This preview shows page 1. Sign up to view the full content.
Unformatted text preview: t Age 313 This was the genius of our ancestors, that by cutting off the light from this
empty space they imparted to the world of shadows that formed there a quality of mystery and depth superior to that of any wall painting or ornament.11 Kawabata Yasunari expressed perhaps more poignantly than anyone
the shattering despair felt by so many Japanese at war’s end when he
wrote: “I have the strong, unavoidable feeling that my life is already at
an end. For me there is only the solitary return to the mountains and
rivers of the past. From this point on, as one already dead, I intend to
write only of the poor beauty of Japan, not a line else.”12 Even though he
asserts that the defeat in war has driven him to it, Kawabata was by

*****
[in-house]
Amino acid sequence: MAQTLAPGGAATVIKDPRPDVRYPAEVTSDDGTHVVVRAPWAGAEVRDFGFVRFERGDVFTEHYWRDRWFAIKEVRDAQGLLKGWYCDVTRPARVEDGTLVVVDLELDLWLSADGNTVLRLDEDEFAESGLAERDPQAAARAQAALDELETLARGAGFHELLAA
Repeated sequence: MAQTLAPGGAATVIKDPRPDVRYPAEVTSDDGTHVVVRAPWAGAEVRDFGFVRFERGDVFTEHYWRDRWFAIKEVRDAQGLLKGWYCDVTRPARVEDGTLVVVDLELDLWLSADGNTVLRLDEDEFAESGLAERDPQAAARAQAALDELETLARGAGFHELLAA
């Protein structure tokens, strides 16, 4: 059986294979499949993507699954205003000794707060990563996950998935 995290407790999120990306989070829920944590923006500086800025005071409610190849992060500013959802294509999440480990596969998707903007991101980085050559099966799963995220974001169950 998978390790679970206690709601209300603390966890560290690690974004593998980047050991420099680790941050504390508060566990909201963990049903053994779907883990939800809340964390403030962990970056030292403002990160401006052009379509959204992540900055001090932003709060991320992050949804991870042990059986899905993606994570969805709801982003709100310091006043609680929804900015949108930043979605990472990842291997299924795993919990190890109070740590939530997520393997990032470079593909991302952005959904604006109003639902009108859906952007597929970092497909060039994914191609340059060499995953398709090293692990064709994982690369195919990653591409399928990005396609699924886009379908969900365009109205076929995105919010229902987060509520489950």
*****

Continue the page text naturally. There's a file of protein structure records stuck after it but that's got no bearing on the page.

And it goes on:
artistic temperament drawn to write about the “poor beauty of Japan,”
both the land and its people. In spite of his Neoperceptionist and modernist dabblings in the late 1920s and the 1930s, Kawabata is probably
more Japanese in what is generally understood as the traditional sense
than any other modern novelist. As we saw in the last chapter, he is often
regarded as a writer of haiku-like prose who uses the spare, aesthetically
polished language of poetry to sketch his settings and evoke his moods.
One is, for example, always keenly aware in a Kawabata novel, as in the
poetry by ancient courtier masters, of nature and the seasons, or more
precisely, of the particular nature and seasons of Japan that have shaped
the temperament of its people.
In 1968 Kawabata became the first Japanese recipient of the Nobel
Prize in literature. In his acceptance speech, entitled “Japan the Beautiful
and Myself ” (“Utsukushii Nihon no Watakushi”), Kawabata dispelled
any doubts there may have been about how thoroughly rooted and immersed his art was in the traditional culture of Japan. The speech is one
of the finest and most moving paeans to Japanese culture ever composed.
Although it deserves to be reproduced in full in a book of this kind, a
few brief passages must s...
View Full Document
- Spring '13